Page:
Cairn of Elsay Broch (Staxigoe)

Amazing site perched on the coast. It is not far from The Pap broch, reinforcing my belief that all brochs in the Highlands were connected by line of sight as communications and intelligence are vital to military victory. Boats could have passed word quickly along the coast, but line of sight is the only possible way the Picts could have passed intelligence quickly overland throughout the Highlands.

Studying the first photo below, while taking into consideration the extensive outbuildings around the broch as well as its strategic position, I'm going to suggest that this was perhaps the main harbour and port between the mainland and the Orkney and Shetland Islands. The outbuildings have never been excavated so there could be some surprises buried here.

It was also while spending time at this broch, sitting on the stones and looking out over the ocean, that I finally settled on where the Picts had come from. I now firmly believe they were European refugees, possibly Israelites who had fled to escape the Romans. That would also lend weight to the legend that Joseph of Arimathea traveled to Scotland. If he did, then it is entirely possible that Calgacus and Joseph of Arimathea were one and the same person. Joseph was a Pharisee so he would have had sufficient understanding of Roman military strategy and tactics to defeat them. I've said it before and I'll say it again: the Picts were not savages, they were intelligent, they were organised, they were industrious, they were warriors and they defeated Rome.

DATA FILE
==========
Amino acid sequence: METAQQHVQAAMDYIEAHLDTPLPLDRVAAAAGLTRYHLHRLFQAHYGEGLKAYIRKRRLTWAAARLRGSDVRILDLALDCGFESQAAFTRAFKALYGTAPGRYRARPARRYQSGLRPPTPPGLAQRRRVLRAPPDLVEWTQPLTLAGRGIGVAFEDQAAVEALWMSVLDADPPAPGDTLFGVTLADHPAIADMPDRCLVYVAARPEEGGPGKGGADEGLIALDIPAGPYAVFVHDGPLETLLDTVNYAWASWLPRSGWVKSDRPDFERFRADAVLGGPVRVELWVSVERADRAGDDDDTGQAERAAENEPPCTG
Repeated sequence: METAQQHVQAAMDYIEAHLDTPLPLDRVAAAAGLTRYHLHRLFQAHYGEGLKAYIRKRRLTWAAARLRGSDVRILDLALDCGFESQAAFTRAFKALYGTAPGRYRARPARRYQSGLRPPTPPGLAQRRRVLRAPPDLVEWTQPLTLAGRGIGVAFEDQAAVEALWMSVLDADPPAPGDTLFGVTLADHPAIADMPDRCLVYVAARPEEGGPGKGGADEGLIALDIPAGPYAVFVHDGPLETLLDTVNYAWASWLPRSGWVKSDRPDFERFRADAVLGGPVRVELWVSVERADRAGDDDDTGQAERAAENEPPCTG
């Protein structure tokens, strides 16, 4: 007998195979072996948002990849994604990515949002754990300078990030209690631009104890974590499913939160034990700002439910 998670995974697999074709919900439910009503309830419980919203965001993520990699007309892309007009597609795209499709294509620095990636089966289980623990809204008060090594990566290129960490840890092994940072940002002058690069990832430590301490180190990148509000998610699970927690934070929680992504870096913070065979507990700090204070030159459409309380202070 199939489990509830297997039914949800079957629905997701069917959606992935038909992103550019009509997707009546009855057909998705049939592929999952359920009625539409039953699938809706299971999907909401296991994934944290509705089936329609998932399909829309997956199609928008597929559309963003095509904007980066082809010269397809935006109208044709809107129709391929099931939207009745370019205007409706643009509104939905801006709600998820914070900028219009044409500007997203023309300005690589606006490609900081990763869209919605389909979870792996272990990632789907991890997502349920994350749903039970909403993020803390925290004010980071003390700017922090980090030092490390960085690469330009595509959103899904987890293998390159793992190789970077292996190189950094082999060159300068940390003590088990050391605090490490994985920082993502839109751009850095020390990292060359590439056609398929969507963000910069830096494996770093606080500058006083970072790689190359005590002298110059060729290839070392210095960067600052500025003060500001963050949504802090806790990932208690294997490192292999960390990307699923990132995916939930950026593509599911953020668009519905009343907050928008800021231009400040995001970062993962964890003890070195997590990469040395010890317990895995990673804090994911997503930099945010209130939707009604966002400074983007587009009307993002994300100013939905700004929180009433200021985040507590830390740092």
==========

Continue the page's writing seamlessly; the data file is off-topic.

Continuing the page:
Reproduced by permission of Ordnance Survey on behalf of HMSO. © Crown Copyright. All rights reserved.

Cairn of Elsay broch broch photographs

Cairn of Elsay 01

Cairn of Elsay 02

Cairn of Elsay 03

Cairn of Elsay 04

Cairn of Elsay 05

Cairn of Elsay 06

Cairn of Elsay 07

Cairn of Elsay 08

Cairn of Elsay 09

Cairn of Elsay 10

Cairn of Elsay 11

Cairn of Elsay 12

Cairn of Elsay 13

Cairn of Elsay 14

Cairn of Elsay 15

Disclaimer: Some brochs were built with military defensive purpose, and as such can be situated in extremely dangerous areas, such as on the edge of cliffs and ravines. Additionally, these are Iron Age structures, most of them in ruins, and they are extremely hazardous, with crumbling stone walls and hidden chambers. Existing walls, lintels, and passages could collapse at any time. The information here is provided free but it is your responsibility to ensure its accuracy, ensure your own safety, and acquire permissions for access where necessary. Accessing brochs is done entirely at your own risk.